Alicia Tsuchiya was born and raised in Ensenada, Mexico, surrounded by sea and mist. Affected by an ear affection, she lost her hearing in her early childhood, and though she recovered it after surgery at age 6, her primary relation to the world was initially visual. Her interest in photography was cultivated in the cultural courses of the State University of Baja California. She extended her photographic knowledge and practice when being accepted to the Photography and Image in Movement Seminar at Centro de la Imagen in Mexico City; and immersed into the photographic arts joining as assistant director of a fine art photography gallery in Mexico City as well.Read More
Minjin Kang is a contemporary photographic artist based in Brooklyn, NY. She moved to the United States in 2008 where she received her BFA at School of the Art Institute of Chicago (2011). In 2014, she acquired her MFA at University of North Carolina at Chapel Hill. Her work has been exhibited in the U.S nationally and internationally such as Asia contemporary Art Show in Hong Kong, Arpny and bcs gallery in NYC, and Aqua Art Miami in FL.Read More
Anna Brody is a photographer and empath currently studying at the Savannah
College of Art and Design in Georgia. She began making images through film and darkroom process in 2005 and now brings her compassionate perspective and seemingly bottomless reservoir of chameleonic emotions to her work in medium and large format color film. Anna is also an editorial assistant at Aint-Bad, an independent publisher of new photographic art. Her work has been shown in exhibitions throughout the U.S., and most recently as part of a digital display at the Louvre in Paris. She instagrams a lot, feels feelings a lot, and goes jogging approximately once a month. Please feel extremely free to contact Anna at any time to purchase prints or ask questions, as she will most likely not be out exercising.Read More
Between the years 2000 and 2010, the Hispanic population of Tennessee increased by 134%, making it the third highest growth rate of this cultural group in the country. In 2011, while studying both Spanish and Photography, I began photographing Hispanic individuals who migrated to the Appalachian Mountains of East Tennessee.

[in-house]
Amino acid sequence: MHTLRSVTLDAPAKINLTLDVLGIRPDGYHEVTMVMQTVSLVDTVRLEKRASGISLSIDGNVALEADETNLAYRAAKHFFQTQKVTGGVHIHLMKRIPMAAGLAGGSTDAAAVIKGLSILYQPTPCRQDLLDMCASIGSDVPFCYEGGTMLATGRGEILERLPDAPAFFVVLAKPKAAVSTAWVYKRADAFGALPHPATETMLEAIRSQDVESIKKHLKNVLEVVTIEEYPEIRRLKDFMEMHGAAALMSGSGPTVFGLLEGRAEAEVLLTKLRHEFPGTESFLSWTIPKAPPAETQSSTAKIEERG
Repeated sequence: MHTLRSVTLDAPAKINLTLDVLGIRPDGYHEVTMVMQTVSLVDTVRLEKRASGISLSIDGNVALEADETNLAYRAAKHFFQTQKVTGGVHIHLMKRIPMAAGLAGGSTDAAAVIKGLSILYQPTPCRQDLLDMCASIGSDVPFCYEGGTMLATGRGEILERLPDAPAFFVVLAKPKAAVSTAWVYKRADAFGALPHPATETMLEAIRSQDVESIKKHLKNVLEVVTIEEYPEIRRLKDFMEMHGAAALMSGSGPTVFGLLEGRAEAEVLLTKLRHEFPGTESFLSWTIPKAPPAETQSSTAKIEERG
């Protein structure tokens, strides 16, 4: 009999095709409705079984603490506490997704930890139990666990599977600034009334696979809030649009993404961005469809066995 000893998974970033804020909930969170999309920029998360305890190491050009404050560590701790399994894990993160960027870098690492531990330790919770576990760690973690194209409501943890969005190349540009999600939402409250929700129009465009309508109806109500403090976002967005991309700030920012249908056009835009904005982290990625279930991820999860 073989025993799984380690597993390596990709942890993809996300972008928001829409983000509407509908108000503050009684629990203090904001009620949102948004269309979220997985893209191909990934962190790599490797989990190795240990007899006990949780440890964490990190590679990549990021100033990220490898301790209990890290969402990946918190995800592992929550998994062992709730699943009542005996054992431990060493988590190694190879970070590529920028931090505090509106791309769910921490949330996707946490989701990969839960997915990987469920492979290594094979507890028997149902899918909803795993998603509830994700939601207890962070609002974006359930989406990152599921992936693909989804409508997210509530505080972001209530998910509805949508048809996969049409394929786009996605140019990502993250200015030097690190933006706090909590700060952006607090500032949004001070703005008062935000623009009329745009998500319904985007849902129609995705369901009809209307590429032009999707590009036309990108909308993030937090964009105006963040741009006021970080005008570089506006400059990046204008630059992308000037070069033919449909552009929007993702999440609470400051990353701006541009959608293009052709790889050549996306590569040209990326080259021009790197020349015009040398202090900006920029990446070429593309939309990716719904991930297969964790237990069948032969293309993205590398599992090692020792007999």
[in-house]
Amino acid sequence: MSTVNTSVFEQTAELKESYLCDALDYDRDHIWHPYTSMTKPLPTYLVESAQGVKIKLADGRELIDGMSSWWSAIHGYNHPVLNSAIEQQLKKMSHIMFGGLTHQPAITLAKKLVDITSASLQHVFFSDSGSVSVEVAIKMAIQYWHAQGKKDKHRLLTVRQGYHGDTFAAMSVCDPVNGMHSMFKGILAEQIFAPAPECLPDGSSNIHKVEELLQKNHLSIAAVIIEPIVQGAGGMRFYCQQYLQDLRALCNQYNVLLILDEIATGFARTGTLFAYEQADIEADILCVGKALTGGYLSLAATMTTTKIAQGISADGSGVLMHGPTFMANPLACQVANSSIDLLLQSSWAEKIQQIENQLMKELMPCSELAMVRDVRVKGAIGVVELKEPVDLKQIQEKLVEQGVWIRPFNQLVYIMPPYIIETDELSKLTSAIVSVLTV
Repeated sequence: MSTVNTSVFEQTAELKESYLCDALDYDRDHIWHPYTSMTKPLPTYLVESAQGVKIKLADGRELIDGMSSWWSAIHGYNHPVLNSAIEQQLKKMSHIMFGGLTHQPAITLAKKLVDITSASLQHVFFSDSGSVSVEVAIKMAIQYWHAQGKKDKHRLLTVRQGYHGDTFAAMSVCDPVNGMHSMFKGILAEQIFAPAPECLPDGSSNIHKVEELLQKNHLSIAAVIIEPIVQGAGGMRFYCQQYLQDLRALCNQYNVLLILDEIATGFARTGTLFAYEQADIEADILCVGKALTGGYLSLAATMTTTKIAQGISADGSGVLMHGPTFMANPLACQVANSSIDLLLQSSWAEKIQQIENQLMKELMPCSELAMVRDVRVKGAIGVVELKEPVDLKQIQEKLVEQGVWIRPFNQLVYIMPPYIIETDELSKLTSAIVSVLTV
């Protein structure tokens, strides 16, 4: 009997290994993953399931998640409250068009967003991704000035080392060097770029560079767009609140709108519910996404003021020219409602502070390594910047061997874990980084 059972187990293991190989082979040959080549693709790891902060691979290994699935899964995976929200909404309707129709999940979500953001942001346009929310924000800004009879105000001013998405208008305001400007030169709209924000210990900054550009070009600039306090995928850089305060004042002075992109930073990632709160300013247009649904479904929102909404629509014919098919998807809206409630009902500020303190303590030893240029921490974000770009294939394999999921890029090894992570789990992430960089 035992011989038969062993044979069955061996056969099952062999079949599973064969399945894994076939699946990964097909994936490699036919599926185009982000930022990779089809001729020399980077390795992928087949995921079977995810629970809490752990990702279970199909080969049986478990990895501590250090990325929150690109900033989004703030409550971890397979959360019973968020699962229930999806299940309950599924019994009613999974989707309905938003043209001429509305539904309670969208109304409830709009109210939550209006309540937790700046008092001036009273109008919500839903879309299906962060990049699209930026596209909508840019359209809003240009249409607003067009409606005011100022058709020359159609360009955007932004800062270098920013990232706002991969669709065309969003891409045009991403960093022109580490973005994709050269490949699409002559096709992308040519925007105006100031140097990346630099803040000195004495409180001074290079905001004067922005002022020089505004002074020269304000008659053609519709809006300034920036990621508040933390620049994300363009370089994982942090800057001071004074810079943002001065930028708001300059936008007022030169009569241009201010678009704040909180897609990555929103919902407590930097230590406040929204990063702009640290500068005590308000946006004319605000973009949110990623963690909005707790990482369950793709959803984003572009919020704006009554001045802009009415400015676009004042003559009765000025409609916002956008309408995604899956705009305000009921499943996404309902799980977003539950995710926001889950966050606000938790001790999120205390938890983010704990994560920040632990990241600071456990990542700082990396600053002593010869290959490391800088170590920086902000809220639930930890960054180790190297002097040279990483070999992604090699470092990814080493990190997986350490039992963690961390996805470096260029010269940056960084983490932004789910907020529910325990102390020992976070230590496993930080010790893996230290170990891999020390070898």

This representation of a growing Latino culture in the hills of East Tennessee hints at the changing social landscape of the area, the symbiotic relationship of the Latino and Appalachian cultures, but also, how both cultures have acclimated. In a visual juxtaposition to Appalachian heritage, Hispanic culture is represented by vibrant colors, a variety of foods, and often traditional decorations. These aspects are seen in photographs of colorful businesses, churches with bilingual signs, artwork in homes, and other aspects of the community as individuals claim and negotiate their sense of place. Through the images, viewers are introduced to the importance of emerging diversity in this historically conservative region of the United States; however, because of the forced fusion of these two cultures, we see similarities between the cultures that allow them to blend indiscernibly at times, creating an illusion of acceptance. Photographing police officers, business owners, my neighbors, and friends challenges the stereotypes fueled by discriminatory political rhetoric that many Appalachians maintain.
Megan G. King is a photographer from Bristol, Tennessee currently based in Syracuse, New York where she is pursuing an MFA in Art Photography at Syracuse University. Much of her work is rooted in exploring social landscapes, subcultures, and relationships with a focus on representing marginalized groups. King received a Bachelor's degree in Spanish and a BFA in Studio Art from East Tennessee State University in 2013. She is a photo editor for Looking At Appalachia, her work has been exhibited all throughout the Eastern United States, and work from her series Hispanic Appalachia, which focuses on the emerging Latino community of East Tennessee, has been featured in several publications including Oxford American's EYES ON THE SOUTH, NPR's CodeSwitch, and Politico Magazine. You can see more of her work here.
Rebecca Sittler is a photographer, writer and Professor of Art at CSU Long Beach. She has exhibited her work in over 75 exhibitions in the last 10 years at venues such as: Sam Lee Gallery, PCNW, Torrance Museum of Art, the Griffin Museum, Atlantic Center for the Arts, RayKo Gallery, and the PRC, Boston. She received her MFA from Massachusetts College of Art in 2003. Her recent series, All the Presidents’ Men received a 2015 Collection Award for Innovation in the Documentary Arts from the Archive of Documentary Arts at Duke University.
Rebecca Sittler is also a co-founder of the institute for Inverted histories (iIh), established to bring lesser known, mysterious, and sometimes contradictory historical narratives surrounding gender, political and cultural identities to a larger public via publications, public discussions, and museum displays. www.rebeccasittler.comRead More
Laura Wiseman (b. 1993) is a senior at Washington and Lee University in Lexington, Virginia. Laura was born in London, England and lived in both England and Ireland before moving to the United States in 2007. Her work explores the complications of womanhood while combining old and new practices to stretch the medium’s expectations. Laura is inspired by herexperiences as a multi-cultural woman who has travelled for much of her life and integrates these experiences into her work. After graduating from Washington and Lee University in May 2016 Laura will return home before starting an internship with Sally Mann.Read More